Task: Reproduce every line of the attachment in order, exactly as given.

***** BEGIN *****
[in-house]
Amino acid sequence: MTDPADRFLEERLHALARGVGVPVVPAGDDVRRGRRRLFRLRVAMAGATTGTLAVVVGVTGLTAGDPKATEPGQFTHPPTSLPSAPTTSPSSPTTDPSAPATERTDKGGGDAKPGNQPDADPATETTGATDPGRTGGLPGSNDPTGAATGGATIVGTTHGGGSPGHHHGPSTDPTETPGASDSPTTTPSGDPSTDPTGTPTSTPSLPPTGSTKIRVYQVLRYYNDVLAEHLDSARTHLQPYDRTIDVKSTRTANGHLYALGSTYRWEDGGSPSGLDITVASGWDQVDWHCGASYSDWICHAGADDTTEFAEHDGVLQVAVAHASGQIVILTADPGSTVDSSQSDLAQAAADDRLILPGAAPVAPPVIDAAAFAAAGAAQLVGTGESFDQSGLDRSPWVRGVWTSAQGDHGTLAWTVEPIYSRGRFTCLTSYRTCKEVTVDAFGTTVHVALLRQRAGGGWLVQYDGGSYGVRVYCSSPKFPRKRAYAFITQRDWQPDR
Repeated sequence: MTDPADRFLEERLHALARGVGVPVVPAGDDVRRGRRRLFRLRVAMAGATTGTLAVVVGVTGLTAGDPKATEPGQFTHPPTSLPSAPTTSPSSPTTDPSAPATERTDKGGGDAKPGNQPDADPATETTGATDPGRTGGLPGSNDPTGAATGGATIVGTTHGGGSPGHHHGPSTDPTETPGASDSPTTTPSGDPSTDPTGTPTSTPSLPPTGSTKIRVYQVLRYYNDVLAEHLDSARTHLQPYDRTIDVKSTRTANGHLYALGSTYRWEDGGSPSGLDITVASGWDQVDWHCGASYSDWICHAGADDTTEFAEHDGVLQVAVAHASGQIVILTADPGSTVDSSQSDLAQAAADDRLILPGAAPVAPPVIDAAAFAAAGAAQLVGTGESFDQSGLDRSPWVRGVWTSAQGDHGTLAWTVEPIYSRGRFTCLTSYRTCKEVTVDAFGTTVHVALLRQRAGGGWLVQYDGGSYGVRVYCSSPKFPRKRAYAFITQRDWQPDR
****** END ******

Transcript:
[in-house]
Amino acid sequence: MTDPADRFLEERLHALARGVGVPVVPAGDDVRRGRRRLFRLRVAMAGATTGTLAVVVGVTGLTAGDPKATEPGQFTHPPTSLPSAPTTSPSSPTTDPSAPATERTDKGGGDAKPGNQPDADPATETTGATDPGRTGGLPGSNDPTGAATGGATIVGTTHGGGSPGHHHGPSTDPTETPGASDSPTTTPSGDPSTDPTGTPTSTPSLPPTGSTKIRVYQVLRYYNDVLAEHLDSARTHLQPYDRTIDVKSTRTANGHLYALGSTYRWEDGGSPSGLDITVASGWDQVDWHCGASYSDWICHAGADDTTEFAEHDGVLQVAVAHASGQIVILTADPGSTVDSSQSDLAQAAADDRLILPGAAPVAPPVIDAAAFAAAGAAQLVGTGESFDQSGLDRSPWVRGVWTSAQGDHGTLAWTVEPIYSRGRFTCLTSYRTCKEVTVDAFGTTVHVALLRQRAGGGWLVQYDGGSYGVRVYCSSPKFPRKRAYAFITQRDWQPDR
Repeated sequence: MTDPADRFLEERLHALARGVGVPVVPAGDDVRRGRRRLFRLRVAMAGATTGTLAVVVGVTGLTAGDPKATEPGQFTHPPTSLPSAPTTSPSSPTTDPSAPATERTDKGGGDAKPGNQPDADPATETTGATDPGRTGGLPGSNDPTGAATGGATIVGTTHGGGSPGHHHGPSTDPTETPGASDSPTTTPSGDPSTDPTGTPTSTPSLPPTGSTKIRVYQVLRYYNDVLAEHLDSARTHLQPYDRTIDVKSTRTANGHLYALGSTYRWEDGGSPSGLDITVASGWDQVDWHCGASYSDWICHAGADDTTEFAEHDGVLQVAVAHASGQIVILTADPGSTVDSSQSDLAQAAADDRLILPGAAPVAPPVIDAAAFAAAGAAQLVGTGESFDQSGLDRSPWVRGVWTSAQGDHGTLAWTVEPIYSRGRFTCLTSYRTCKEVTVDAFGTTVHVALLRQRAGGGWLVQYDGGSYGVRVYCSSPKFPRKRAYAFITQRDWQPDR